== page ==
SACRAMENTO, Calif. -- Jack Loveall, president of United Food and Commercial Workers Union Local 588 here, told SN he's "ready to rock and roll" as his 28,000 members move toward a July 17 expiration of their contract with Albertsons and Safeway at stores extending from central California north to the Oregon border. (Union members in the San Francisco Bay Area are covered by UFCW Local 428, and face a contract expiration date of Sept. 11.) Citing the strike-lockout in Southern California that sidelined 59,000 UFCW members for 20 weeks, Loveall spoke confidently with SN as he indicated his belief that his union will be able to negotiate a better contract because of the groundwork laid by the Southern California membership.
SN: What is the status of your talks with Safeway and Albertsons?
Loveall: We're meeting with them several times a week, and they are very difficult discussions, based on what happened in Southern California and in the Washington, D.C.-Baltimore area. Health and welfare are the major issues, as they were in Southern California, and there are a whole plethora of issues the employers are after that are making it difficult -- issues we have no intent of agreeing with.
SN: Do you think you can settle those issues without a strike, and do you expect to end up with a better contract than locals in Southern California or other parts of the country?
Loveall: We have a long way to go before making any strike decisions, and we have a lot of work to do until then. But we have a history of managing settlements, not strikes. And I do think we can get a better settlement because we're trying to do more creative things to avoid a cliffhanger situation.
The last time we had a clerk and meat-cutter strike in Northern California was in 1995, and it lasted nine days. As a result of that strike, Safeway introduced a program requiring their employees to make eye contact with customers. That program actually hurt Safeway in the long run because it enabled customers to get to know the employees, and as a result, when there's a labor action at the stores today, customers won't shop there.
The independents [in Southern California] are saying they've held onto 10% of the business they picked up during the strike-lockout, but it's probably closer to 20%, and the chains don't want to take the risk of losing that kind of business in Northern California.
SN: If there is a strike in Northern California, how would it differ from the situation in Southern California?
Loveall: We had 15 representatives from our local working with striking and locked-out members in Southern California, and we learned a lot. The strike there will make negotiations easier for all of us here because the locals in Southern California stood tall.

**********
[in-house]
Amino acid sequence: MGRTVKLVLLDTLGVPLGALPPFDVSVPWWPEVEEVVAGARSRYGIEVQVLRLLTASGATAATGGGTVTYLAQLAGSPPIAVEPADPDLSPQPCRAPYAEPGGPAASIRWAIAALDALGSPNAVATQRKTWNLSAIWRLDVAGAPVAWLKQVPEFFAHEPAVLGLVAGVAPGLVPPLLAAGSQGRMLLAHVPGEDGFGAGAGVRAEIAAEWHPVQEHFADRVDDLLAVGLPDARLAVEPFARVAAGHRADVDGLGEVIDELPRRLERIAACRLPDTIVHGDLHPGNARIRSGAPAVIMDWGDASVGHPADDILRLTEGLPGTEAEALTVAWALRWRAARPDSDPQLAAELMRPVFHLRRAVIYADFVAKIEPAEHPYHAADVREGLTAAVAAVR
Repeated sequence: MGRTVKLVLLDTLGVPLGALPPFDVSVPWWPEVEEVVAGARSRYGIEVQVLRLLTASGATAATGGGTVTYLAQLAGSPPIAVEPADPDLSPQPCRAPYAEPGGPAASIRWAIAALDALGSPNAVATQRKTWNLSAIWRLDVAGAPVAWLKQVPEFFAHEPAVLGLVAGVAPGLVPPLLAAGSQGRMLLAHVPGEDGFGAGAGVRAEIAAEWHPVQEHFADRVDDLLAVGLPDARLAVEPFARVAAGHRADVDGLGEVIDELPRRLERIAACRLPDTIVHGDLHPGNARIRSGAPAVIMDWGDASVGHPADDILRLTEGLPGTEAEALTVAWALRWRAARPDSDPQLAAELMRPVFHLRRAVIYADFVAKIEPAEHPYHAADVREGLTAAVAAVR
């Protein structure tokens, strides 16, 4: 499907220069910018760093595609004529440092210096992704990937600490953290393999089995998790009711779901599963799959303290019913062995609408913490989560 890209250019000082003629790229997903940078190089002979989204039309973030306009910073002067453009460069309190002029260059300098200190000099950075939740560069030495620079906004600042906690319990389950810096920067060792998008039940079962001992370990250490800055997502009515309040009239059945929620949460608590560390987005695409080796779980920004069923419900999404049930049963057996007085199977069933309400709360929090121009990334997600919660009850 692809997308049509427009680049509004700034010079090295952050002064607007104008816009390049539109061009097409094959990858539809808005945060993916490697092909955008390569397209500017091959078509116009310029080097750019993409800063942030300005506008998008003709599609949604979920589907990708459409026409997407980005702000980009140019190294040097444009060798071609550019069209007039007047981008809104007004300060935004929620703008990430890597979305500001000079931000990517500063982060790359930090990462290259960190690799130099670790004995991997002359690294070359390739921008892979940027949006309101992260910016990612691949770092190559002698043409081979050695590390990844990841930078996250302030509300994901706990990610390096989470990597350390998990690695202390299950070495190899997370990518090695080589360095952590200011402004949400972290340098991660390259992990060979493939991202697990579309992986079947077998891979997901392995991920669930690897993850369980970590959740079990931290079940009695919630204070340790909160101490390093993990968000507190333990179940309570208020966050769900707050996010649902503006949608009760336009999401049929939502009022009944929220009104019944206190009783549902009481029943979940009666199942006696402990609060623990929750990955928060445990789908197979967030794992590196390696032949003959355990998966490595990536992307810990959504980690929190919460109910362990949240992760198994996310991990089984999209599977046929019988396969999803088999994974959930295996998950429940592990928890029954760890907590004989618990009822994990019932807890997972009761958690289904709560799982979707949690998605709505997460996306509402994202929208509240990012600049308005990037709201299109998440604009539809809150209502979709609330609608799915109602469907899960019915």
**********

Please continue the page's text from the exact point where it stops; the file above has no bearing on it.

In addition, as a result of a summit meeting, the UFCW international union is ready to help with a tactical plan involving radio spots, newspaper ads and phone banks all over the U.S. and Canada where one of these chains is operating. The international has already prepared spots that will appear all over the U.S. and Canada if we have a strike in Northern California.
SN: Why do you say it will be easier for your local to negotiate with the chains?
Loveall: We don't believe Safeway and Albertsons want a repeat of Southern California, but if they do, it will be far worse for them because of the support we've been promised all over the U.S. and Canada. So we're ready to rock and roll if it comes to that, and we believe we will devastate them because the impact then was confined to Southern California. But this time the international will be involved, and they too are ready to roll.
SN: Will the two-tier system that was imposed by the contract in Southern California work?
Loveall: A two-tier system will hurt the chains on an ongoing basis. It happened in 218 A.D. when the emperor Macrinus put a two-tier wage system into his legions, and the troops revolted and killed him. That's in the history books, and is just one example of what happens when institutions do not treat their people fairly and equitably. Two-tier systems don't work for companies looking to grow and maintain a meaningful workforce. With the two-tier system in place in Southern California, clerks there have told me they will look the other way if they see customers shoplifting or walk by if a bottle breaks.